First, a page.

Documenting Strategic Goals

Most projects I’ve worked on have had a set of strategic goals that the project was supposed to realise. However, most people working on those projects could not say what the goals were or where they could be looked up.

Even on projects where the goals were stated and available, they were not always clearly articulated or well-structured. This post is not about analysing the business in order to identify the goals; it’s about putting structure on them once they have been identified.

I propose using the syntax of a user story to describe strategic goals. This syntax makes clear:

1. The goal owner

2. The goal itself

3. The business value of realising that goal

Most strategic goals I have seen only articulate the goal itself, which is important. But to whom do we go if we need to discuss that goal? The owner (knowing the owner also tells us at what level within the organisation the goal is relevant). What tells us why the goal is important to the business? The business value.

There is more to it, however. We also need to know:

– The relative priority of each goal

– The time-frame within which it can, should and must be achieved

– The impact on the business should a time-frame be missed

– The date the goal was last reviewed with the owner

– A list of inputs that were used in producing that goal (in case anyone wants to understand its background), such as: PESTLE analysis, SWOT analysis, Resource analysis, Portfolio analysis, Growth/Share analysis, Benchmarking analysis, Future state business model.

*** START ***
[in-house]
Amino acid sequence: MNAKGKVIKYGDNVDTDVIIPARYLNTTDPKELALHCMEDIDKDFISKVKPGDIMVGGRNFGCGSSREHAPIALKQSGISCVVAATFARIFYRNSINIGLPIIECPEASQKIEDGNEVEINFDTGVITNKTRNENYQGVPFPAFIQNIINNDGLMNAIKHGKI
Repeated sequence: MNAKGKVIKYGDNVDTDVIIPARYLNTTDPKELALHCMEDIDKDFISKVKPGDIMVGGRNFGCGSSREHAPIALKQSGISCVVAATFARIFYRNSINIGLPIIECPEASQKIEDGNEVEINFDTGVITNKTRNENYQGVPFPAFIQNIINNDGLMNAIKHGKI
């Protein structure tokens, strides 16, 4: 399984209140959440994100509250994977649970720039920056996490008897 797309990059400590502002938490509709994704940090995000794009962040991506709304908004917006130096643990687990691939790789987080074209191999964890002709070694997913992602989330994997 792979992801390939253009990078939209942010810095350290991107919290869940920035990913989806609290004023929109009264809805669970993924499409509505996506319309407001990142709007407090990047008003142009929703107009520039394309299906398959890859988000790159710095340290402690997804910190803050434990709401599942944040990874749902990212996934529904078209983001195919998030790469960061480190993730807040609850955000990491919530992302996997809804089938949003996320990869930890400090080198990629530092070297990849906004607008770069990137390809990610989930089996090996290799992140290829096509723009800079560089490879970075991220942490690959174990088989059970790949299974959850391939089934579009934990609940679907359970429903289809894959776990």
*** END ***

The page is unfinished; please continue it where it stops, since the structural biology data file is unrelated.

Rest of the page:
This gives you a very simple tabular format that can be expressed in a slide, document, spreadsheet, wiki, Sharepoint page, or even just on index cards:

As a: State the title (not the name) of the owner of the goal, e.g., “Chief Operations Officer”]

I need: State the goal itself

So that: State the business value in achieving this goal

Priority: State the relative business priority of this goal

Time-frame: Specify at least the first two of the following: Target (indicates the ideal or the minimum time-frame), Late (indicates and acceptable, but less than ideal, time-frame), Deadline (indicate the point beyond which there is no sense in pursuing this goal)]

Impact of Miss: For each of the time-frames, detail the expected impact on the business should the time-frame be missed

Date Last Reviewed:

Inputs: List the inputs

Declan Chellar